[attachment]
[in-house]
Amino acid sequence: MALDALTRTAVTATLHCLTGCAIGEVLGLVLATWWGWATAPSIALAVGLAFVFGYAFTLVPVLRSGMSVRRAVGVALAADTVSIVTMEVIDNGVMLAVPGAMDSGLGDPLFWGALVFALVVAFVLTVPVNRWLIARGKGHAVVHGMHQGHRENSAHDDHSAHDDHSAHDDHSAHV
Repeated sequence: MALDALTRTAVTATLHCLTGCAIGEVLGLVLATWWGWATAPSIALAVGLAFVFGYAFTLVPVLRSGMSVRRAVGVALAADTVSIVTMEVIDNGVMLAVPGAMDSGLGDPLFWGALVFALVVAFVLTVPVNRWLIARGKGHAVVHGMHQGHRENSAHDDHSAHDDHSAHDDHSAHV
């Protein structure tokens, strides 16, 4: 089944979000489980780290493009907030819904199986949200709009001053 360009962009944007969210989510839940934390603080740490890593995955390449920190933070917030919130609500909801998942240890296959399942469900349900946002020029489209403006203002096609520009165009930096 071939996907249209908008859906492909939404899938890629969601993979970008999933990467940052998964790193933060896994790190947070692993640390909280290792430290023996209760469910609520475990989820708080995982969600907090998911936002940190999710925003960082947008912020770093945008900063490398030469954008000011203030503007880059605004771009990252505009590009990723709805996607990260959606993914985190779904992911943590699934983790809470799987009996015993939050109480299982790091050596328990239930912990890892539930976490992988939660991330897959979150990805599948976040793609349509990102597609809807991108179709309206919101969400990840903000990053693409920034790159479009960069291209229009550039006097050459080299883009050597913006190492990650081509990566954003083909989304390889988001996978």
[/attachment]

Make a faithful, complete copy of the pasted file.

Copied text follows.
[in-house]
Amino acid sequence: MALDALTRTAVTATLHCLTGCAIGEVLGLVLATWWGWATAPSIALAVGLAFVFGYAFTLVPVLRSGMSVRRAVGVALAADTVSIVTMEVIDNGVMLAVPGAMDSGLGDPLFWGALVFALVVAFVLTVPVNRWLIARGKGHAVVHGMHQGHRENSAHDDHSAHDDHSAHDDHSAHV
Repeated sequence: MALDALTRTAVTATLHCLTGCAIGEVLGLVLATWWGWATAPSIALAVGLAFVFGYAFTLVPVLRSGMSVRRAVGVALAADTVSIVTMEVIDNGVMLAVPGAMDSGLGDPLFWGALVFALVVAFVLTVPVNRWLIARGKGHAVVHGMHQGHRENSAHDDHSAHDDHSAHDDHSAHV
């Protein structure tokens, strides 16, 4: 089944979000489980780290493009907030819904199986949200709009001053 360009962009944007969210989510839940934390603080740490890593995955390449920190933070917030919130609500909801998942240890296959399942469900349900946002020029489209403006203002096609520009165009930096 071939996907249209908008859906492909939404899938890629969601993979970008999933990467940052998964790193933060896994790190947070692993640390909280290792430290023996209760469910609520475990989820708080995982969600907090998911936002940190999710925003960082947008912020770093945008900063490398030469954008000011203030503007880059605004771009990252505009590009990723709805996607990260959606993914985190779904992911943590699934983790809470799987009996015993939050109480299982790091050596328990239930912990890892539930976490992988939660991330897959979150990805599948976040793609349509990102597609809807991108179709309206919101969400990840903000990053693409920034790159479009960069291209229009550039006097050459080299883009050597913006190492990650081509990566954003083909989304390889988001996978």